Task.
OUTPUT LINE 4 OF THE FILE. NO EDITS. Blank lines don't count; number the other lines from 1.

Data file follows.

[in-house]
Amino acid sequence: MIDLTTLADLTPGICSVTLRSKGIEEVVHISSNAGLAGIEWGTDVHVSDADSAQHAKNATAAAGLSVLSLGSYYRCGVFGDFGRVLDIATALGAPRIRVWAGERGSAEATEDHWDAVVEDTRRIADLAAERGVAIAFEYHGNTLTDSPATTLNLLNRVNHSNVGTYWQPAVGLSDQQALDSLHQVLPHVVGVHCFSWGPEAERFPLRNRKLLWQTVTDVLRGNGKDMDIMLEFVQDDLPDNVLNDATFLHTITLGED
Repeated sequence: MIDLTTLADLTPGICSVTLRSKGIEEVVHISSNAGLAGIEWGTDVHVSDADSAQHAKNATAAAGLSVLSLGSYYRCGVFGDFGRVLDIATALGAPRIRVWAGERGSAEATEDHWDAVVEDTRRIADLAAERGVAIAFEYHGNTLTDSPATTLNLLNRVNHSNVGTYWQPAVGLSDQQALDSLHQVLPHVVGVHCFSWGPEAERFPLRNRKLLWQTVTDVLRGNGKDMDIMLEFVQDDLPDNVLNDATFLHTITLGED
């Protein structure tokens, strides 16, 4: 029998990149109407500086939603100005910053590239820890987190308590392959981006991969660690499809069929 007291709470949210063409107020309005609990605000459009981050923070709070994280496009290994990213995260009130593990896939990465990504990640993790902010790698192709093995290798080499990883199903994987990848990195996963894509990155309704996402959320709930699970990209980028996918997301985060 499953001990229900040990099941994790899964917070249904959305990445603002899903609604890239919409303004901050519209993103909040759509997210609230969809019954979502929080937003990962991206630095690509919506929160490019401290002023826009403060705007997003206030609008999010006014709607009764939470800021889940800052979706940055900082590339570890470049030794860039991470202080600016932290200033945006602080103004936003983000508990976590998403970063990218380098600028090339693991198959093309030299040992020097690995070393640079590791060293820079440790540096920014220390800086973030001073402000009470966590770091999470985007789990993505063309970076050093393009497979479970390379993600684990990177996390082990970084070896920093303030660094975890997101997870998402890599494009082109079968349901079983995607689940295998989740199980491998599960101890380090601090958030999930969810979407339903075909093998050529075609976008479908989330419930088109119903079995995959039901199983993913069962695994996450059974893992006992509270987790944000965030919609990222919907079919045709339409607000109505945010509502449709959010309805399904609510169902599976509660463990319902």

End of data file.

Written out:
């Protein structure tokens, strides 16, 4: 029998990149109407500086939603100005910053590239820890987190308590392959981006991969660690499809069929 007291709470949210063409107020309005609990605000459009981050923070709070994280496009290994990213995260009130593990896939990465990504990640993790902010790698192709093995290798080499990883199903994987990848990195996963894509990155309704996402959320709930699970990209980028996918997301985060 499953001990229900040990099941994790899964917070249904959305990445603002899903609604890239919409303004901050519209993103909040759509997210609230969809019954979502929080937003990962991206630095690509919506929160490019401290002023826009403060705007997003206030609008999010006014709607009764939470800021889940800052979706940055900082590339570890470049030794860039991470202080600016932290200033945006602080103004936003983000508990976590998403970063990218380098600028090339693991198959093309030299040992020097690995070393640079590791060293820079440790540096920014220390800086973030001073402000009470966590770091999470985007789990993505063309970076050093393009497979479970390379993600684990990177996390082990970084070896920093303030660094975890997101997870998402890599494009082109079968349901079983995607689940295998989740199980491998599960101890380090601090958030999930969810979407339903075909093998050529075609976008479908989330419930088109119903079995995959039901199983993913069962695994996450059974893992006992509270987790944000965030919609990222919907079919045709339409607000109505945010509502449709959010309805399904609510169902599976509660463990319902």